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Cover image for Things I want to remember about SSH

Things I want to remember about SSH

djangotricks profile image Aidas Bendoraitis Originally published at djangotricks.blogspot.com on ・5 min read

SSH, short for Secure Shell, is a protocol for secure network communications. It is widely used for executing commands on remote servers, and for file uploads or downloads. If you are working with Django, use Git version control, or administrate servers, you surely are using SSH. In this post, I want to share some technical details about it.

Secure Shell is using private and public key pairs. You can either use automatically generated private and public keys combined with a password, or manually generated private and public keys. In the latter case, you need to keep your private key on your computer and upload the public key to the remote server.

Creating a pair of SSH keys manually

If you are using GitHub, Bitbucket, DigitalOcean, or some other service, you might have seen the possibility to upload public SSH keys for direct access to remote servers.

Here is how you usually create the SSH keys on the computer from which you want to establish a secure connection (your local machine or one of your servers that has access to other servers or services). In the Terminal you would execute these commands:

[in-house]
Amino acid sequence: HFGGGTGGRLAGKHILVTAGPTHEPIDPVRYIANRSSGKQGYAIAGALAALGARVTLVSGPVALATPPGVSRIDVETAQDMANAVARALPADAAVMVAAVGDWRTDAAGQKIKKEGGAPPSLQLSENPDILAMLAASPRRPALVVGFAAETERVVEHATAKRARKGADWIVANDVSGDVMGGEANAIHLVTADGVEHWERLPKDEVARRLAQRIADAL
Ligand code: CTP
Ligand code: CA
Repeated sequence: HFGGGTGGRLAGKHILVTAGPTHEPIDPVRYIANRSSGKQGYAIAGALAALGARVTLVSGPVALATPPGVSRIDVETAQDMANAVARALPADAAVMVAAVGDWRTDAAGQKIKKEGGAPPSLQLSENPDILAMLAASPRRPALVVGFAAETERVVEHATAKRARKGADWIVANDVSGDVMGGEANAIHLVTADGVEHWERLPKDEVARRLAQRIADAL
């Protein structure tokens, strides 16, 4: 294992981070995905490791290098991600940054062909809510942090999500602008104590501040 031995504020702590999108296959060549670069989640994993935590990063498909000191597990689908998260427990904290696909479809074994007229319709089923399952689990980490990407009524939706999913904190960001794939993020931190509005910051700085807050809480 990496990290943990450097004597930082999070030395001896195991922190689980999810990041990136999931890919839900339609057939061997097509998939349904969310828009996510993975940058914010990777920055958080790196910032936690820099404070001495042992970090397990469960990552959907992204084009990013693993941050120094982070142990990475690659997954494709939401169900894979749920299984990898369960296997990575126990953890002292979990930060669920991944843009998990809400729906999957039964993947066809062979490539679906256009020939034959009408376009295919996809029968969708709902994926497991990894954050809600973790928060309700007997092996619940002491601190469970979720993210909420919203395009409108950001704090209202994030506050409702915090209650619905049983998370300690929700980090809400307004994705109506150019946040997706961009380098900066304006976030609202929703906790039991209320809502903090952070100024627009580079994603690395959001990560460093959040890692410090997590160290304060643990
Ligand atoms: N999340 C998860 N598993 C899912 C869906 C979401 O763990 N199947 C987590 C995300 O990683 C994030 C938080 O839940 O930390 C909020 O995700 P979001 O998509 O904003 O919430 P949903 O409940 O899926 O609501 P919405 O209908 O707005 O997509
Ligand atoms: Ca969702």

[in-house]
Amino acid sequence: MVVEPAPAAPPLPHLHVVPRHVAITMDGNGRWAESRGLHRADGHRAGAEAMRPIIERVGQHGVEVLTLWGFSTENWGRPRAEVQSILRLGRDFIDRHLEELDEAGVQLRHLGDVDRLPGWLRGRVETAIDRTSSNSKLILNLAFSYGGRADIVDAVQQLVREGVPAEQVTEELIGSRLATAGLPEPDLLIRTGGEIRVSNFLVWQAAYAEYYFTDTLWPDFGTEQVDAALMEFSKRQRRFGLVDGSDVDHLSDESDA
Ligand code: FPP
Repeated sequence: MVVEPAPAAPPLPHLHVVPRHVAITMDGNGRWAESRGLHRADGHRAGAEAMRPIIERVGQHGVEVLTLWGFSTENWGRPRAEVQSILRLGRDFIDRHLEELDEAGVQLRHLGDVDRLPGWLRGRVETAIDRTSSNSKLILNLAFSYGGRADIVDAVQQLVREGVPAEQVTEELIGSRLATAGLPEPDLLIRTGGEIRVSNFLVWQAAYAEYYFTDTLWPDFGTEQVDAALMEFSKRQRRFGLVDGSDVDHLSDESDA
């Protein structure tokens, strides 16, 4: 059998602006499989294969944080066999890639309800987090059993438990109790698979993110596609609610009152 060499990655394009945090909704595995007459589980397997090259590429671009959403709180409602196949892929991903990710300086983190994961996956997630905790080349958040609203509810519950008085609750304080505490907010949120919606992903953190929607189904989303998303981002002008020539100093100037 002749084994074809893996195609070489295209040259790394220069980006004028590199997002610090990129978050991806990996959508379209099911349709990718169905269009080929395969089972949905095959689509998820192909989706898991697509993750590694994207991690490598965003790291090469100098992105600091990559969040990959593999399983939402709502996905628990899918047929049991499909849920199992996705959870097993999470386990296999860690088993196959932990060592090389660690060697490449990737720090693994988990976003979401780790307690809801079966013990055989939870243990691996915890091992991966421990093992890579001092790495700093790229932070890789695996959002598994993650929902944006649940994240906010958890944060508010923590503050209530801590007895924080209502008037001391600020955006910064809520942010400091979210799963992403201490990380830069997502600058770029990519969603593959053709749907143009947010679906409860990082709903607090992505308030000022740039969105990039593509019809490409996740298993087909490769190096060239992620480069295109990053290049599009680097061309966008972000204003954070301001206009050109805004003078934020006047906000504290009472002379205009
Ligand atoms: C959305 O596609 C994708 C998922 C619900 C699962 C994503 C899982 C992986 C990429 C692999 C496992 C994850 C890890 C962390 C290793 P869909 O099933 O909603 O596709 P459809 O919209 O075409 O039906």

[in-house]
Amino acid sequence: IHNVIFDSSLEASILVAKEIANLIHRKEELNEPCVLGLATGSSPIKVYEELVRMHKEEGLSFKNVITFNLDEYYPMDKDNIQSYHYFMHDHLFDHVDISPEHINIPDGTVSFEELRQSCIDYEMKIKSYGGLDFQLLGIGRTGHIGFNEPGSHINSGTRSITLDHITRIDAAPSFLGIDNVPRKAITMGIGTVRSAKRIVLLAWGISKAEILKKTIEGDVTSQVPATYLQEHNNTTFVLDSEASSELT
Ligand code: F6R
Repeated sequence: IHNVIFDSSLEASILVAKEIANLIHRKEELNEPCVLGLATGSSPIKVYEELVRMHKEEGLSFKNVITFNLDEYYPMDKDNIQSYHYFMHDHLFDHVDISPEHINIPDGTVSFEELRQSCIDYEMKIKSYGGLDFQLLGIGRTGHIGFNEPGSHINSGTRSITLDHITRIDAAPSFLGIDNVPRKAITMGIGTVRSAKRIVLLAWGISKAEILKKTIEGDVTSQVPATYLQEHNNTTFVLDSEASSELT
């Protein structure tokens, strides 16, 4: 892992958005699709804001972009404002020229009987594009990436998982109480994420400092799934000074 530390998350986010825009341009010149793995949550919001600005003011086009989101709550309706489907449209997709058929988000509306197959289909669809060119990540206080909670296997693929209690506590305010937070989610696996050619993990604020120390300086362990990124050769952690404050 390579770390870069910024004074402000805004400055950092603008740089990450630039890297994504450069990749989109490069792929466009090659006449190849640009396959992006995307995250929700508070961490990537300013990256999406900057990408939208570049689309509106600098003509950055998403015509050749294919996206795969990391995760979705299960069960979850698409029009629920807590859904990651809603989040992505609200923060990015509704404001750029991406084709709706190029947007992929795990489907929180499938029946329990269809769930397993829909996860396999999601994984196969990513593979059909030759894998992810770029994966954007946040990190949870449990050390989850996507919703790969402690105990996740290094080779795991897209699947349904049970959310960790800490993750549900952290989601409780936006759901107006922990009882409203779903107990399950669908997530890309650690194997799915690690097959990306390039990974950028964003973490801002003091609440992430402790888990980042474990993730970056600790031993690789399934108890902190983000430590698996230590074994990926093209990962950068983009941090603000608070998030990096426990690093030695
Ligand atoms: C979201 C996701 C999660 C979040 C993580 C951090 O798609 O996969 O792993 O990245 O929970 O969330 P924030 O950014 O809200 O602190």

$ ssh-keygen
$ ssh-agent /usr/local/bin/bash
$ ssh-add ~/.ssh/id_rsa

The id_rsa is the name of the default SSH private key. The public key would be id_rsa.pub. And by default they both will be located under ~/.ssh/.

When running ssh-keygen you can choose different key names and even add a passphrase. For instance, you could have github_id_rsa and github_id_rsa.pub keys for communication with GitHub. My recommendation would be for each new service to create a new private-public key pair so that in case you need to transfer your computer's data to a different machine, you could selectively transfer the access to the remote servers.

Also, if you are not using the passphrase for the SSH key pair, I would recommend having your disk encrypted and a secure user password for your computer. If your laptop gets stolen, the thief wouldn't be able to get to your remote servers without knowing your computer's password.

Creating an access to a remote server by SSH key

In the case of GitHub, Bitbucket, and other online services with SSH communication, you usually have to copy the contents of the public key into a text field in a web form.

If you want to create a secure communication by manually generated private-public keys with a server where your Django project is deployed, you should append the contents of the public key to the ~/.ssh/authorized_keys file on the remote server.